Six strategies give university a ‘lighting’ edge

At Coppin State University, a sophisticated lighting control system helped the Science and Technology Center achieve energy efficiency.

02/11/2015


Figure 1: The energy performance of Coppin State University’s Science and Technology Center is 20% below the baseline for an equivalent code-compliant lab building. One major factor in achieving this superior performance is the building’s highly sophisticated lighting control system, using both time scheduling and occupancy control, plus four additional strategies: daylight harvesting, task tuning, personal control, and load shedding. Combined, these six strategies significantly reduce the building’s electricity consumption and maximize efficiency. This project was designed to exceed the energy code requirements of ASRHRAE Standard 90.1-2007. All graphics courtesy: CannonDesignThe energy performance of Baltimore-based Coppin State University’s Science and Technology Center, which is pending U.S. Green Building Council LEED Gold certification, is 20% below the baseline for an equivalent code-compliant lab building. One major factor in achieving this superior performance is the building’s highly sophisticated lighting control system, using both time scheduling and occupancy control, plus four additional strategies: daylight harvesting, task tuning, personal control, and load shedding. Combined, these six strategies significantly reduce the building’s electricity consumption and maximize efficiency.
 
In most spaces, occupancy sensors signal the central lighting control system to switch lights off 30 minutes after a space is vacated. Unlike a typical occupancy Figure 2: To maximize daylight harvesting at Coppin State University’s Science and Technology Center, the system automatically dims lighting when daylight is available, disallowing user override. To prevent overlighting, the system sets maximum lighting levels for particular tasks and uses in specific rooms. In individual workspaces, users are able to tailor lighting to their personal preferences, even in open offices. The system also helps modulate building-wide electrical loads by turning off lights in certain areas at times of peak demand.sensor scheme, the system does not turn lights on—only off. Occupants manually activate lighting in each lighting zone via a low-voltage switch. In the lab spaces, control is granulated to each lab module with adjustable light levels based on task or occupancy. This option allows faculty and students the most ideal light level for tasks without impacting others sharing the same area. To maximize daylight harvesting, the system automatically dims lighting when daylight is available, disallowing user override. To prevent overlighting, the system sets maximum lighting levels for particular tasks and uses in specific rooms. In individual workspaces, users are able to tailor lighting to their personal preferences, even in open offices. The system also helps modulate building-wide electrical loads by reducing light levels in certain areas at times of peak demand.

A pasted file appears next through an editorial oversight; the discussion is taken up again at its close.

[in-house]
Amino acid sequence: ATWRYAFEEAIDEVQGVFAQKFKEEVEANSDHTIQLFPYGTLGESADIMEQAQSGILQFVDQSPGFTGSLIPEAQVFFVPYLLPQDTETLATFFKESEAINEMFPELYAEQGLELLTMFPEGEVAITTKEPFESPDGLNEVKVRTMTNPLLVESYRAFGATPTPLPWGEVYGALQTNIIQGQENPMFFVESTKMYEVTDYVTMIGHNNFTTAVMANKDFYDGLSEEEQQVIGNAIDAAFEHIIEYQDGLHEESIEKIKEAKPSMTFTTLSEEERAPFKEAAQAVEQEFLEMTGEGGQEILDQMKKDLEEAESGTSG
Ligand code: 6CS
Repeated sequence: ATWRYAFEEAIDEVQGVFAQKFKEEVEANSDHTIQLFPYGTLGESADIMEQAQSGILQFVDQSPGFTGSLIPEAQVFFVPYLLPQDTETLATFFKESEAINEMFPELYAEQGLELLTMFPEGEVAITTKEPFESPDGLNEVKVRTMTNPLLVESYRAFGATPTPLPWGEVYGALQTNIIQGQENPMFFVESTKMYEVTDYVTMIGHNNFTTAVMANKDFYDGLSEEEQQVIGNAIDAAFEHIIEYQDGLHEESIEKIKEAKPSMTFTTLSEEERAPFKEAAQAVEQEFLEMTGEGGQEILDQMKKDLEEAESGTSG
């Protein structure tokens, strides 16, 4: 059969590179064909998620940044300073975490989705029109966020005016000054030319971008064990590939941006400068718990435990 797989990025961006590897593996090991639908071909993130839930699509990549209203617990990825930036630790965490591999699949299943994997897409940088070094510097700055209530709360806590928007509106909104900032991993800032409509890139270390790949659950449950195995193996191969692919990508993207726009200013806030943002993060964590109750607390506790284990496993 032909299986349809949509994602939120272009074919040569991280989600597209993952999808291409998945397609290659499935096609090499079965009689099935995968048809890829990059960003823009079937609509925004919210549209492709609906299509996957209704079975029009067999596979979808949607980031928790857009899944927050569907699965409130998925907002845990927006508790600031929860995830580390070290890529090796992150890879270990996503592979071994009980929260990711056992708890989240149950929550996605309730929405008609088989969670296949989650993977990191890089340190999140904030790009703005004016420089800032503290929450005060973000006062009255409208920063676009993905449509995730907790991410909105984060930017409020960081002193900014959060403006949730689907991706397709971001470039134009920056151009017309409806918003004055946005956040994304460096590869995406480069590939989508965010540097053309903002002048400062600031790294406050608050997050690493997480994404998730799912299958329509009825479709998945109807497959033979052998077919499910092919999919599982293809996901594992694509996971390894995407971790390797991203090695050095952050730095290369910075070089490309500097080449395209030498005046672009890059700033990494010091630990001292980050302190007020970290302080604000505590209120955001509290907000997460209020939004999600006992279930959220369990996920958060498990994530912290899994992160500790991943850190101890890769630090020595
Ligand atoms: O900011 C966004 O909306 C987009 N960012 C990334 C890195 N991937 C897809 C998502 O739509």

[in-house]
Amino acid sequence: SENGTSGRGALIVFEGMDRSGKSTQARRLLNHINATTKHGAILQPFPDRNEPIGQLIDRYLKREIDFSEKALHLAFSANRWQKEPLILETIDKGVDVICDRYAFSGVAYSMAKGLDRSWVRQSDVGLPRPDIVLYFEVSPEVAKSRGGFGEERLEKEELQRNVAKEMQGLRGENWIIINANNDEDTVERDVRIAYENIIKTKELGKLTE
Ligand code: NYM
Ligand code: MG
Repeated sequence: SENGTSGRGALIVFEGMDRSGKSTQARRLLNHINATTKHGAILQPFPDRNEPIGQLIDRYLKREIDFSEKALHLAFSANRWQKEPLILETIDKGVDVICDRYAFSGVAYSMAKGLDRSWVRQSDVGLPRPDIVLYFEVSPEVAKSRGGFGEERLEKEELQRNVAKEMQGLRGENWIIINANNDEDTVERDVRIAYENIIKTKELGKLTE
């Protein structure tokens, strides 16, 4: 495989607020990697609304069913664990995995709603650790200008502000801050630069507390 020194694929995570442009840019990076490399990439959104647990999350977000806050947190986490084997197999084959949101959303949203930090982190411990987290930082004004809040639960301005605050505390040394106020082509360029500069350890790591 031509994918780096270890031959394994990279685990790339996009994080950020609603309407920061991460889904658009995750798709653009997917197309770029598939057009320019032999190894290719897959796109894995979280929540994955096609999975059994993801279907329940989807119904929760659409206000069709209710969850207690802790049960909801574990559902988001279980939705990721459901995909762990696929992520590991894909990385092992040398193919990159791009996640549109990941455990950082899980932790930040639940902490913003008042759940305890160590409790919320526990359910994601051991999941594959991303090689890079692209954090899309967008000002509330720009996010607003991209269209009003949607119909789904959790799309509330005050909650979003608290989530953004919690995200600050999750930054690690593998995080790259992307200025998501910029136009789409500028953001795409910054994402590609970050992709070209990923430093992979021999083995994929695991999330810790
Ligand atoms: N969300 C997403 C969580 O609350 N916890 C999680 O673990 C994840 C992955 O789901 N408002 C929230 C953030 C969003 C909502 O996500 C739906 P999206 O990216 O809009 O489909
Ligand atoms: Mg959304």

This project was designed to exceed the energy code requirements of ASHRAE Standard 90.1-2007.


Robert J. Garra Jr. is vice president at CannonDesign. An engineering leader who understands clients and their goals, Garra applies his project leadership and industry knowledge across the firm’s market segments, while providing strategic direction to the engineering group. He effectively manages integrated projects by encouraging multidisciplinary, high-performance design teams among CannonDesign, contractors, and clients. He is a Consulting-Specifying Engineer 2013 40 Under 40 award winner.



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